The hormones involved in the mechanism of androgenetic hair loss are male hormones, which are called androgens. The answer to the question “How androgens cause baldness?” is not straightforward. Androgens have profound influences on several biological mechanisms. They exert their actions by interacting with specific receptors found on cell membranes or inside cells, as all other hormones do. Several types of androgens can affect a single hair follicle and different types of hair follicles in different regions of the skin respond to the same androgen in different ways. For example, hairs located on the armpit respond to androgens by growing, whereas hairs in the scalp fall out in response to them.
Two types of androgens are involved in the mechanism of male pattern hair loss. These are testosterone and dihydrotestosterone (DHT). Dihydrotestosterone is a derivative of testosterone. The enzyme called 5-alpha reductase converts the relatively inactive testosterone to a more potent form, dihydrotestosterone. Thus, the key enzyme involved in androgenetic hair loss is 5-alpha reductase, which is also found in and around the hair follicle, especially in the dermal papilla. Once formed, this potent male hormone, DHT gains ability to bind any androgen receptor on the hair follicles. Plain testosterone can also act on the follicles, but its effect of causing hair loss is weaker.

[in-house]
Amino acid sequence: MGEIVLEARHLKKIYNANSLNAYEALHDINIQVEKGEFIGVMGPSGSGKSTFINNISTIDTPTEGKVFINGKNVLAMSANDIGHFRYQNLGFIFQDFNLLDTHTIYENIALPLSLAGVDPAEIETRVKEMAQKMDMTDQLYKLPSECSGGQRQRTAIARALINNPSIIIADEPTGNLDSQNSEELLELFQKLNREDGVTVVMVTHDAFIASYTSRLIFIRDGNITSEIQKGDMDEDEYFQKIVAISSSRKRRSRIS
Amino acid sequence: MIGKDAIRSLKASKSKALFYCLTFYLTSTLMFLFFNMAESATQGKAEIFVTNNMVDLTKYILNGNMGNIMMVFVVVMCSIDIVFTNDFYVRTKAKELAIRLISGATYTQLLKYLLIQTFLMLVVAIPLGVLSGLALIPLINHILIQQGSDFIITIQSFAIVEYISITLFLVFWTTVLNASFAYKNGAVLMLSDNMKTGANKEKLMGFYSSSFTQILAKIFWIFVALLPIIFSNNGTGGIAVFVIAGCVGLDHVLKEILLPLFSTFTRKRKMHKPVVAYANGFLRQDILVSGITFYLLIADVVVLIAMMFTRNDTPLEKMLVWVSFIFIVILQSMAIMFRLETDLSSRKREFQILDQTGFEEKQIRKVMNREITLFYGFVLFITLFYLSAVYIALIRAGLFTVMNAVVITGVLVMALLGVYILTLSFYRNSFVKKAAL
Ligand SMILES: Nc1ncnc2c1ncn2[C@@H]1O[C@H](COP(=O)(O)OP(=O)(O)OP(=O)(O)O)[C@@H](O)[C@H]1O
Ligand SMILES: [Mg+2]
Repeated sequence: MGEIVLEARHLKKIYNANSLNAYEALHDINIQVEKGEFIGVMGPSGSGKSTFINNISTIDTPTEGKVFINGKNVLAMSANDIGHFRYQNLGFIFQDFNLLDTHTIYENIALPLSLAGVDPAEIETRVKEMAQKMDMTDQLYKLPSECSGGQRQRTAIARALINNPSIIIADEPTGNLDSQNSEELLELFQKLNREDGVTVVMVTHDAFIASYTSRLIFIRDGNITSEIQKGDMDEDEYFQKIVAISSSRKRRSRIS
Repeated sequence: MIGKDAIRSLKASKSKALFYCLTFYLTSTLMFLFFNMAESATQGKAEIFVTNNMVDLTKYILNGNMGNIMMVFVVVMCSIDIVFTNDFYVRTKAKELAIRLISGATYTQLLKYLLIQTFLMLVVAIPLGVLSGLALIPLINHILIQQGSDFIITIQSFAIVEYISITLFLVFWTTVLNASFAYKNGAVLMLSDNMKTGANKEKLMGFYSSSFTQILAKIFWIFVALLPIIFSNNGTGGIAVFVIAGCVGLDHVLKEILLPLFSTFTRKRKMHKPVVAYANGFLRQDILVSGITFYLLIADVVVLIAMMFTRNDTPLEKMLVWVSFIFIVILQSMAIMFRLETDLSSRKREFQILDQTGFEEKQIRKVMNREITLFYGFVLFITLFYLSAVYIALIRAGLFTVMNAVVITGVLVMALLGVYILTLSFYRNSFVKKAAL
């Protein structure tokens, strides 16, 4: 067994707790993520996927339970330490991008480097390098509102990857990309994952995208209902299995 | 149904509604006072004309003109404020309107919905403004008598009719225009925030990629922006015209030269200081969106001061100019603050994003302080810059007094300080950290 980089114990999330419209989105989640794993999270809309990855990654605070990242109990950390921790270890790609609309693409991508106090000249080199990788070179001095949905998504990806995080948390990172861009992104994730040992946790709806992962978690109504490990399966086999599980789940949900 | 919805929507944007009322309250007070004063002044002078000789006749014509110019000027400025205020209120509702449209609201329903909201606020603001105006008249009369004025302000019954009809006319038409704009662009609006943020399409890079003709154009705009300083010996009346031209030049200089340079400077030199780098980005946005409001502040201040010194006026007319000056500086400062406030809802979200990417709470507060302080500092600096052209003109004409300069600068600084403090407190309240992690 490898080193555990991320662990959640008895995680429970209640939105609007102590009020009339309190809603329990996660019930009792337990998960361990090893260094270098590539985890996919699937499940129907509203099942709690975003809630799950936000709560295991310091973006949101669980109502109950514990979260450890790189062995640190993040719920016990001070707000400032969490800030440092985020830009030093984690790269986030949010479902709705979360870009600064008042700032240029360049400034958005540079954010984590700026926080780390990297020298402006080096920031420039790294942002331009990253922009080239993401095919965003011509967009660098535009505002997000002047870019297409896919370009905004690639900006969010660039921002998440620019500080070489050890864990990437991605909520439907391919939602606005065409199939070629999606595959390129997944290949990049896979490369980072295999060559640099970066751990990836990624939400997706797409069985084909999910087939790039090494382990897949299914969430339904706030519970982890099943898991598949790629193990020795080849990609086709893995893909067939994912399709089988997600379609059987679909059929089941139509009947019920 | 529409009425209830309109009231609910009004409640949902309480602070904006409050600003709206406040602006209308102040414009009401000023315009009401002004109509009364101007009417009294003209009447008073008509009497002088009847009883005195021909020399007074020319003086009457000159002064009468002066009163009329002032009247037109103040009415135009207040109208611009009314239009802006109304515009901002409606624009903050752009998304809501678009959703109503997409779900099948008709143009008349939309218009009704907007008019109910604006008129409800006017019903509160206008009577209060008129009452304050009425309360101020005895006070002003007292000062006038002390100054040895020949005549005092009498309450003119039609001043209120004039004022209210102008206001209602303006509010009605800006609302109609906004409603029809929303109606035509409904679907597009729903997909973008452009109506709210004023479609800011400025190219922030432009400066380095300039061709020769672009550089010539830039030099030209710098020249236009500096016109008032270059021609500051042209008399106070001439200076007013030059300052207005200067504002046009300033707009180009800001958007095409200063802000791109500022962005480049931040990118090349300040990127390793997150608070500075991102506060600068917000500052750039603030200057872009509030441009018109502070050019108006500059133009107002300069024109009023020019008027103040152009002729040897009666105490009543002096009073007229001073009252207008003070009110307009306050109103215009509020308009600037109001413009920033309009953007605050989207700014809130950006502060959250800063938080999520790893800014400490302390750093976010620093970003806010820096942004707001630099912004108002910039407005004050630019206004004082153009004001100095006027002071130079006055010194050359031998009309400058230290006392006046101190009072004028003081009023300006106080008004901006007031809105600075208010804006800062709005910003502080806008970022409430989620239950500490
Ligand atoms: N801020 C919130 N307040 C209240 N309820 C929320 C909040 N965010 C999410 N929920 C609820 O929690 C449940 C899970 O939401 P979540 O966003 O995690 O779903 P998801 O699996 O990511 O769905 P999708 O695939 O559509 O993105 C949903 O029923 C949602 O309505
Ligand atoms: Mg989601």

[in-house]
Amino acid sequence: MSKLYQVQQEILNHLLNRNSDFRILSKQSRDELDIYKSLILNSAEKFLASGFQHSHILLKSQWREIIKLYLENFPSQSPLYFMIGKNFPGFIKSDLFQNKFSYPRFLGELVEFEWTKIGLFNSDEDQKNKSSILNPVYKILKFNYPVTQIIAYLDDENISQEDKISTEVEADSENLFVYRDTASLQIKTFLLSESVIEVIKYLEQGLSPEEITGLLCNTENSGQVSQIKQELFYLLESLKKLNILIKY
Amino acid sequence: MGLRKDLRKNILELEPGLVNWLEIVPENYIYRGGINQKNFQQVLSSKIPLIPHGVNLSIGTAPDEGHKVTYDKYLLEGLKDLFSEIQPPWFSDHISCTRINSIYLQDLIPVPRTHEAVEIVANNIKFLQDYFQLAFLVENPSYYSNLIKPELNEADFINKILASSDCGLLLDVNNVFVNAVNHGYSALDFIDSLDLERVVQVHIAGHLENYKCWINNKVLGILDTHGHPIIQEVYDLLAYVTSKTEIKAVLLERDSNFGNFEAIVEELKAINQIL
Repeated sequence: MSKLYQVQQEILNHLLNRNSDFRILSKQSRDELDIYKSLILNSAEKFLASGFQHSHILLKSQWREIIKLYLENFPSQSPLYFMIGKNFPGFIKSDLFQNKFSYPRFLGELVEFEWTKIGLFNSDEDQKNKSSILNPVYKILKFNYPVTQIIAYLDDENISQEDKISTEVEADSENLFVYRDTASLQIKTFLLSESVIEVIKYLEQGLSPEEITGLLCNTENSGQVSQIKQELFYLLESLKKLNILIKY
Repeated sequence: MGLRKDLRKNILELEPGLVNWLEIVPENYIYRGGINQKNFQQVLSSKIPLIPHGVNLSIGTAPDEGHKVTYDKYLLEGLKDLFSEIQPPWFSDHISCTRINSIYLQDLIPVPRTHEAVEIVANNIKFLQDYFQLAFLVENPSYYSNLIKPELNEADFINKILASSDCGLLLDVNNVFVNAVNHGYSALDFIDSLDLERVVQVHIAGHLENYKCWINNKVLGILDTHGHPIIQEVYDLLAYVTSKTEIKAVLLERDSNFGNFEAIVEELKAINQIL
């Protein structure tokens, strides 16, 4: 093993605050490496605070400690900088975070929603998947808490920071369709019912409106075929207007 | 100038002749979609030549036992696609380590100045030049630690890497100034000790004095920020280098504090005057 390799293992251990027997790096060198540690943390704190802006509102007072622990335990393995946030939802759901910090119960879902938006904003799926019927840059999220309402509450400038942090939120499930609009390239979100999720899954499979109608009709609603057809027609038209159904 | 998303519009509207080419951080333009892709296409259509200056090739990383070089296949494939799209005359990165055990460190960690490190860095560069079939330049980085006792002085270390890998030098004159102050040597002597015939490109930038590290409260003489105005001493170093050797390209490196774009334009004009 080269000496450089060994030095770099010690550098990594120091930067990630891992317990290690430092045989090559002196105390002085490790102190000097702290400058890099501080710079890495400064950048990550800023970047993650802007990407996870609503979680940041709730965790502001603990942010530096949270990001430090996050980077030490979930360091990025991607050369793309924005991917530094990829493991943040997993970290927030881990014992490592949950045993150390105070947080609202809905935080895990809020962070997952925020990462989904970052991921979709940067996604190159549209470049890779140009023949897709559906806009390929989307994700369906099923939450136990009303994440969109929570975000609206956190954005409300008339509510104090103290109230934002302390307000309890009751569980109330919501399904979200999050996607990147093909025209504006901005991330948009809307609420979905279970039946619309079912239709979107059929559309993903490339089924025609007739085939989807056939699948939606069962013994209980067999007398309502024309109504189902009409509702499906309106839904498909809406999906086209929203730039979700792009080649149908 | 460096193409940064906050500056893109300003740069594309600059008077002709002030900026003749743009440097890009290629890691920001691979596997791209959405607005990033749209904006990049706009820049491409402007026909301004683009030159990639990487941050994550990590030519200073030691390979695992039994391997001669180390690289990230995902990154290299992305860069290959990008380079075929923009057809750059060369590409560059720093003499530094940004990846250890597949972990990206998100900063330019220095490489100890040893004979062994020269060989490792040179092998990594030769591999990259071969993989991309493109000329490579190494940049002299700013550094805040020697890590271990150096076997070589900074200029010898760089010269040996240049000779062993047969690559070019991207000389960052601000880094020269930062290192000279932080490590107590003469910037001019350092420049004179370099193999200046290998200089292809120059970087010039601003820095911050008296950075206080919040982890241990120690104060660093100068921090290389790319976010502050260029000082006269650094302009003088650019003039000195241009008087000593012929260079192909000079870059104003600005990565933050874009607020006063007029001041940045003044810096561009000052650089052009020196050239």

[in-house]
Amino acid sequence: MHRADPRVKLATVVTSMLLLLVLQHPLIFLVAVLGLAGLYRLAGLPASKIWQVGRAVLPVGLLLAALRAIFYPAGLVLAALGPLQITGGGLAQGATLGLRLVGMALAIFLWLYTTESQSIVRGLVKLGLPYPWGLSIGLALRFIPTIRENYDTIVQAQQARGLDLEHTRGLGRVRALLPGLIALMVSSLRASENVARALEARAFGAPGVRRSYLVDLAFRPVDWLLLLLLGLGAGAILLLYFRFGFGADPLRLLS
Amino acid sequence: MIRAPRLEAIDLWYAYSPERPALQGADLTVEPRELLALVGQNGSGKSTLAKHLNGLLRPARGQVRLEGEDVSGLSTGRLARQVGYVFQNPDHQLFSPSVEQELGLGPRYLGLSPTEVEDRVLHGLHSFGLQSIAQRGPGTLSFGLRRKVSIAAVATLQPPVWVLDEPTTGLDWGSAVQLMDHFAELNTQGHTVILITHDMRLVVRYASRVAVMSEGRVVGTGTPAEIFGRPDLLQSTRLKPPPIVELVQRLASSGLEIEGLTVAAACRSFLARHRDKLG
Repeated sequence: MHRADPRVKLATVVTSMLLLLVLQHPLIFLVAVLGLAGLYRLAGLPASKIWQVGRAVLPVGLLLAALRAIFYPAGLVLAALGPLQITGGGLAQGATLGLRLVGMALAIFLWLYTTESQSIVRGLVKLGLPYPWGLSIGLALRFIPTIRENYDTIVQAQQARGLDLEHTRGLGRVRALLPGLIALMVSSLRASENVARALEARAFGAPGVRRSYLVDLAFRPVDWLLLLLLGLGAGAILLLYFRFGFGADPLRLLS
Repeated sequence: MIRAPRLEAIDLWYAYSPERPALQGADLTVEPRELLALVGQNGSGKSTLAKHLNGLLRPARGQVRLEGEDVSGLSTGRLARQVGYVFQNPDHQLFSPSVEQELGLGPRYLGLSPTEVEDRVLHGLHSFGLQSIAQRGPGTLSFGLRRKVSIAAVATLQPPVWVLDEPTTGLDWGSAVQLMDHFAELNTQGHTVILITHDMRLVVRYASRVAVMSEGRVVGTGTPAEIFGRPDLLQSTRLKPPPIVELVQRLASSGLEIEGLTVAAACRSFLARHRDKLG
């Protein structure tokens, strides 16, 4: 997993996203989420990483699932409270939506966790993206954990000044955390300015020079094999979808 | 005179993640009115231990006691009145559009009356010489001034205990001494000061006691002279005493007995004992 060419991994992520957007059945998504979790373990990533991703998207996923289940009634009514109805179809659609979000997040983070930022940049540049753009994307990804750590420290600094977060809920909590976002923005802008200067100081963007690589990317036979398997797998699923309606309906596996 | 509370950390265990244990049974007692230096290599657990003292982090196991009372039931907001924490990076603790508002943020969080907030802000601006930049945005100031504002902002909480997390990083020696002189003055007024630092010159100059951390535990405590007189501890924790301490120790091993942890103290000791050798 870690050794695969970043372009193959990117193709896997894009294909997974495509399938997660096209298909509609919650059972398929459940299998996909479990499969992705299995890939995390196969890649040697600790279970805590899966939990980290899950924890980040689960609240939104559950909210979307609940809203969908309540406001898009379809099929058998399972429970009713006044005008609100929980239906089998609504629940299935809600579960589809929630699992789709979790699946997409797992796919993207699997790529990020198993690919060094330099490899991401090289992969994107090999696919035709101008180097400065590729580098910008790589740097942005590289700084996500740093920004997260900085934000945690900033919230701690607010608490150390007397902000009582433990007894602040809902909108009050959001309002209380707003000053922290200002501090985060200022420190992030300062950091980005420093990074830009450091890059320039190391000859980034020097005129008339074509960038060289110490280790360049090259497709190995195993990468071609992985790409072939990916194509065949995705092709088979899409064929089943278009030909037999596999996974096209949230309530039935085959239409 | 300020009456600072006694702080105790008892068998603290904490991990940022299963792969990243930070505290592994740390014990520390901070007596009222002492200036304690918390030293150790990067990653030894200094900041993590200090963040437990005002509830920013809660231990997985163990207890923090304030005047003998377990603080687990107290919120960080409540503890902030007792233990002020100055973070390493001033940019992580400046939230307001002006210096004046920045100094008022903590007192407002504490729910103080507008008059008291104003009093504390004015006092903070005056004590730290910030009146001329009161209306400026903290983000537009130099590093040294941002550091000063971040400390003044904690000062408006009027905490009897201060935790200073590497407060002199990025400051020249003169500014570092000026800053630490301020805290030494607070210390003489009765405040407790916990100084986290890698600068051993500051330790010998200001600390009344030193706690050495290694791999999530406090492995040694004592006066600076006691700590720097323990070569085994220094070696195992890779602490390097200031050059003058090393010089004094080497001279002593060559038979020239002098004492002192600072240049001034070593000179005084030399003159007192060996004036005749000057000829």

By the interaction of these two hormones and their receptors on the follicle, hairs covering the scalp undergo some changes ending with hair loss. Over time, the growth cycles of the terminal hair follicles on the scalp get progressively shorter, with reduced anagen (growing) phase. Catagen (intermediate) and telogen (shedding or resting) phases of hairs remain the same, thus, yielding a net result of increased number of resting hair follicles. So, the usual proportion of telogen follicles (10%) increases up to 20% of total. That is, more hairs enter the resting stage and the number of hairs that shed increases.The affected follicles decrease both in length and diameter, growing thinner, shorter and more brittle hairs with weaker shafts.
One may ask why do some people develop male pattern baldness while others do not, although all men and women have these hormones causing hair loss and their receptors in their bodies? There is not a satisfactory answer to this question. There are some speculations however, of which the most important ones are mentioned below:
- In the balding areas of the scalp of patients with androgenetic hair loss the number of androgen receptors in a single hair follicle is higher than normal. So that with the same level of androgens in the bloodstream, a more pronounced effect of androgens (that is, hair loss) is observed, as if their levels were higher than normal.
- In balding persons’ hair follicles sensitivity of receptors to androgens is higher than normal, thus, resulting again in a more pronounced effect of androgens (that is, hair loss) in normal levels.
- The activity of the enzyme 5-alpha reductase is higher in the balding area, thus, converting more testosterone to dihydrotestosterone. The higher the proportion of DHT to testosterone; the faster is the hair loss process.
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